Wong WL, Johns TA, Herlihy WG, Martin HL (2004) Best cases from the AFIP: multicystic mesothelioma. Radiographics 24:247–250. CrossRefPubMedGoogle Scholar
  20. 20.
    Onaitis MW, Kirshbom PM, Hayward TZ, et al. (2000) Gastrointestinal carcinoids: characterization by site of origin and hormone production. Ann Surg 232:549–556CrossRefPubMedPubMedCentralGoogle Scholar
  21. 21.
    Jiang C, Gu L, Luo M, Xu Q, Zhou H (2015) Primary rectal lymphoma: a case report and literature review. Oncol Lett 10:43–44. CrossRefPubMedPubMedCentralGoogle Scholar
  22. 22.
    Ghai S, Pattison J, O’Malley ME, Khalili K, Stephens M (2007) Primary gastrointestinal lymphoma: spectrum of imaging findings with pathologic correlation. Radiographics 27:1371–1388. CrossRefPubMedGoogle Scholar
  23. 23.
    Toledano-Massiah S, Luciani A, Itti E, et al. (2015) Whole-body diffusion-weighted imaging in Hodgkin lymphoma and diffuse large B-cell lymphoma. Radiographics 35:747–764. CrossRefPubMedGoogle Scholar
  24. 24.
    van Schaik PM, Ernst MF, Meijer HA, Bosscha K (2008) Melanoma of the rectum: a rare entity. World J Gastroenterol 14:1633–1635CrossRefPubMedPubMedCentralGoogle Scholar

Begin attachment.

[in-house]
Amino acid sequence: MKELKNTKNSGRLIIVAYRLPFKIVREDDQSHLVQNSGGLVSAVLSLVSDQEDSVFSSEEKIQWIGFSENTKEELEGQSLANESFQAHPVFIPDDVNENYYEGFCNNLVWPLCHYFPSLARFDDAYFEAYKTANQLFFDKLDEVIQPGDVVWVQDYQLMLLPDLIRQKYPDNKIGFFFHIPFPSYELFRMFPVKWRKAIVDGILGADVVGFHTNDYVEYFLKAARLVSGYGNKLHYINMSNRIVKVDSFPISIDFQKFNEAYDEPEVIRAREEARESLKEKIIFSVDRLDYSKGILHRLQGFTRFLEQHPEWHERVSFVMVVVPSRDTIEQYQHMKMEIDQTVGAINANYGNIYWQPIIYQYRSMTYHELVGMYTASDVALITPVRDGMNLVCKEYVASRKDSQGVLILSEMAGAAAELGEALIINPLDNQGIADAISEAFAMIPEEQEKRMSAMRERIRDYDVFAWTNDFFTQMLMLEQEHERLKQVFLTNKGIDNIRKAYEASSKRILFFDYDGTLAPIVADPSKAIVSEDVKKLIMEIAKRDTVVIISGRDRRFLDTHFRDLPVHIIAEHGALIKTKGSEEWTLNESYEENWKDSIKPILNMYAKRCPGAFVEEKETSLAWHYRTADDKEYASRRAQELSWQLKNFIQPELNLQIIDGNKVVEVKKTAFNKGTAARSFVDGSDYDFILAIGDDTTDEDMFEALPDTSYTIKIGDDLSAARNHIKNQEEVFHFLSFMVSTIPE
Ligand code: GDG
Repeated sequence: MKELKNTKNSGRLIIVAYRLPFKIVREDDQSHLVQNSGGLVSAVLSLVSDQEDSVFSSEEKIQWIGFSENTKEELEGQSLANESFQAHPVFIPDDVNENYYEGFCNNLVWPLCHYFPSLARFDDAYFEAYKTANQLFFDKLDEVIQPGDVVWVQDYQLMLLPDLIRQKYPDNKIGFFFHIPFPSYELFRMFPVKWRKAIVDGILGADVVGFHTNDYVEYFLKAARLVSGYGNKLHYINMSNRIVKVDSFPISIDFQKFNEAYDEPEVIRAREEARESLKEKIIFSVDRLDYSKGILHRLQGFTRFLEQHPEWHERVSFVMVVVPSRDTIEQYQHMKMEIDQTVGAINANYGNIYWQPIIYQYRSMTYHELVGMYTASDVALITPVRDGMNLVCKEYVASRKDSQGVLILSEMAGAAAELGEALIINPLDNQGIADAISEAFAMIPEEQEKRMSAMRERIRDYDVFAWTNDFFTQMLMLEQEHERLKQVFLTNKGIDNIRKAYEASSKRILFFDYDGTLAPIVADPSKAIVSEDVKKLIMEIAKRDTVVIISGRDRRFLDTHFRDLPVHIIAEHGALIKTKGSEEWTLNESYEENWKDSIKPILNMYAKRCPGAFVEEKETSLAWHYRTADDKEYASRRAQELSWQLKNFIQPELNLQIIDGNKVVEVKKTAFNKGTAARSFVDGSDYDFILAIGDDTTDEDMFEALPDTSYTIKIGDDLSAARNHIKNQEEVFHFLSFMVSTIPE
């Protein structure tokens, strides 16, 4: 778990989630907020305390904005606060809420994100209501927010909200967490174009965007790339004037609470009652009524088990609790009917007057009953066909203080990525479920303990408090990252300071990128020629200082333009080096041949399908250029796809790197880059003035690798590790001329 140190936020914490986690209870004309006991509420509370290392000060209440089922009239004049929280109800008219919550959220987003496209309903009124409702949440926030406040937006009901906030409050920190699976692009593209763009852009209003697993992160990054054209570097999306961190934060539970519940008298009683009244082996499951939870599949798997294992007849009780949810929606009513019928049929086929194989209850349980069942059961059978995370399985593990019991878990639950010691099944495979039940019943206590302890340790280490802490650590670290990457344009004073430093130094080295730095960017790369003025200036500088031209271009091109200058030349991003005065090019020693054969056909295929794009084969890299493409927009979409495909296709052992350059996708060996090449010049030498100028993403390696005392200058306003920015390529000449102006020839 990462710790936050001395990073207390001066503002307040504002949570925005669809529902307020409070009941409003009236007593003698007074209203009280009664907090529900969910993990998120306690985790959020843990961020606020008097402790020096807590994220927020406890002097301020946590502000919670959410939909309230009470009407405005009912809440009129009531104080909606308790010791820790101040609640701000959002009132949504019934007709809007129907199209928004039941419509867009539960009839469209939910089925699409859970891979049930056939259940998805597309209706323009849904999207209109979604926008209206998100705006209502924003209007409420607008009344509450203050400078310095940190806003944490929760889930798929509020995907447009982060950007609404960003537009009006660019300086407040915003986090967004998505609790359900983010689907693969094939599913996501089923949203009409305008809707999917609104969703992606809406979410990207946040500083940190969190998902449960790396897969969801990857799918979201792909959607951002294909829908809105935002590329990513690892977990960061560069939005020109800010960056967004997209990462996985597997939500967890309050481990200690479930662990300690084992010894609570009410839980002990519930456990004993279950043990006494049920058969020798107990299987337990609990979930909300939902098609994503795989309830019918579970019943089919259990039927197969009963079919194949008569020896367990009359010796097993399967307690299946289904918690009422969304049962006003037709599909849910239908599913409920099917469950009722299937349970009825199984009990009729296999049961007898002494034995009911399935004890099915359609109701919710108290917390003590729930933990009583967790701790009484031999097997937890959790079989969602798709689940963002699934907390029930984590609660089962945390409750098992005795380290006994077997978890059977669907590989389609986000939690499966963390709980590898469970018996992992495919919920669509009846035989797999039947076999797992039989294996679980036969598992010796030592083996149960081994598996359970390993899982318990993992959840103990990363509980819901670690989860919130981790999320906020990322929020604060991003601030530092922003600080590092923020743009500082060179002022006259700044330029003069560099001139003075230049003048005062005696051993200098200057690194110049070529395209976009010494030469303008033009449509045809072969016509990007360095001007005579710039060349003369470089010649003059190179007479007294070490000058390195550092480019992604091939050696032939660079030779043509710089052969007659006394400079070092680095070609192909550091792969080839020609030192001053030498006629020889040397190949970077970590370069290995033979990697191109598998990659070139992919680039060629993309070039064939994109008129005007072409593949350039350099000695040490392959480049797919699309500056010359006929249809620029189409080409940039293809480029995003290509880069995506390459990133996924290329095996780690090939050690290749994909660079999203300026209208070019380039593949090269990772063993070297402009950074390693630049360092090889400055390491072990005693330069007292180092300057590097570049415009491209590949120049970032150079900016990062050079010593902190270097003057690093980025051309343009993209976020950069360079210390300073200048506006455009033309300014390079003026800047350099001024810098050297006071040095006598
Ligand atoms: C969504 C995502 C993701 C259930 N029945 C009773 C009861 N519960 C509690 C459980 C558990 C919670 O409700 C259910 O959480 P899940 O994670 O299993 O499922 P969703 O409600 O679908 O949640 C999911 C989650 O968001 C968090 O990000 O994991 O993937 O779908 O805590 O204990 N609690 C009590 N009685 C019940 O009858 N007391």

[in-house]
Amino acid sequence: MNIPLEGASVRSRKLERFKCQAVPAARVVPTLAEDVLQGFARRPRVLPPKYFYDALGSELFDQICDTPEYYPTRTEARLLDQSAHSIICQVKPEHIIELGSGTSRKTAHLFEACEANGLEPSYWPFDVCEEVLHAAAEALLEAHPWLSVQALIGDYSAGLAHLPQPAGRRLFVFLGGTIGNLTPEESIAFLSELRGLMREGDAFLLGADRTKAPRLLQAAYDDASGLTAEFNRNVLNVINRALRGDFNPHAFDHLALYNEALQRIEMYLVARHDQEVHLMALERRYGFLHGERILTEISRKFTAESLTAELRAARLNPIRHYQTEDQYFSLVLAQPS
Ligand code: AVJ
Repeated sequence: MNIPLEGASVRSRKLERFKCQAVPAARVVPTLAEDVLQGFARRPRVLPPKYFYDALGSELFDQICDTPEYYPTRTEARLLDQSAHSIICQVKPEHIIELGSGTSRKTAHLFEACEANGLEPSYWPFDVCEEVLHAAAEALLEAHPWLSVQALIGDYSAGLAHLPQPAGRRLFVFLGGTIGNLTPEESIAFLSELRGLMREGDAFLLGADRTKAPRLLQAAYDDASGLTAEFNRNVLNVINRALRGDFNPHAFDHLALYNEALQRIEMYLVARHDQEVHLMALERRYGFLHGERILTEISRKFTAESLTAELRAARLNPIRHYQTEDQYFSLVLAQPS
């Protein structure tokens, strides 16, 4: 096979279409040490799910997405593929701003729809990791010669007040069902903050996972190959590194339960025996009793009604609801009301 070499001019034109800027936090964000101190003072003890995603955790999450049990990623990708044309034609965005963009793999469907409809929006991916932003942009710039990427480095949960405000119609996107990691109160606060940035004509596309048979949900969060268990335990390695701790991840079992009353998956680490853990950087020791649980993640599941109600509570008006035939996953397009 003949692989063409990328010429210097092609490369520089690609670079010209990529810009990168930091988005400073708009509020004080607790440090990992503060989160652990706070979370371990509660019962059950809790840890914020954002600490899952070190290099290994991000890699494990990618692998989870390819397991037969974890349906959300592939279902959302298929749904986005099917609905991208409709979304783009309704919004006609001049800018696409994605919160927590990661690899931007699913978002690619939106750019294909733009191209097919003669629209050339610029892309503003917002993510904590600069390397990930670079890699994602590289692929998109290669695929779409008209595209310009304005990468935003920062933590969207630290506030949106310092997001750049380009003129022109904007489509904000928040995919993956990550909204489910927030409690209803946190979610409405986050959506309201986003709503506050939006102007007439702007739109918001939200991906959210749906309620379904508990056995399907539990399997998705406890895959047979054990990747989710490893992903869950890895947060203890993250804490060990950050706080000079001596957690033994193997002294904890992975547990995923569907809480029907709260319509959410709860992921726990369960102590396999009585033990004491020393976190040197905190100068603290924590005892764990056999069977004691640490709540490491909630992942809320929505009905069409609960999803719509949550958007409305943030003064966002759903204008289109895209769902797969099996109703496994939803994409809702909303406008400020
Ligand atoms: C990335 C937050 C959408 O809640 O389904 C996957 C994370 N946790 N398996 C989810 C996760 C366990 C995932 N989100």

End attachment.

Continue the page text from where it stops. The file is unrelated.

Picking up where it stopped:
25. 25.
    Healy JC (2001) Detection of peritoneal metastases. Cancer Imaging 1:4–12. CrossRefPubMedPubMedCentralGoogle Scholar
  26. 26.
    Hoeffel CC, Azizi L, Mourra N, et al. (2006) MRI of rectal disorders. AJR Am J Roentgenol 187:W275–W284. CrossRefPubMedGoogle Scholar
  27. 27.
    Montgomery E, Goldblum JR, Fisher C (2001) Myofibrosarcoma: a clinicopathologic study. Am J Surg Pathol 25:219–228CrossRefPubMedGoogle Scholar
  28. 28.
    Inan N, Arslan AS, Akansel G, et al. (2007) Colitis cystica profunda: MRI appearance. Abdom Imaging 32:239–242. CrossRefPubMedGoogle Scholar
  29. 29.
    Sunagawa H, Kinjyou T, Nagahama M, Nishimaki T, Nakayama T (2005) Enteritis cystica profunda presenting as ileoileal intussusception in a child: report of a case. Surg Today 35:164–167. CrossRefPubMedGoogle Scholar
  30. 30.
    Hulsmans FJ, Tio TL, Reeders JW, Tytgat GN (1991) Transrectal US in the diagnosis of localized colitis cystica profunda. Radiology 181:201–203. CrossRefPubMedGoogle Scholar
  31. 31.
    Dahan H, Arrive L, Wendum D, et al. (2001) Retrorectal developmental cysts in adults: clinical and radiologic-histopathologic review, differential diagnosis, and treatment. Radiographics 21:575–584. CrossRefPubMedGoogle Scholar
  32. 32.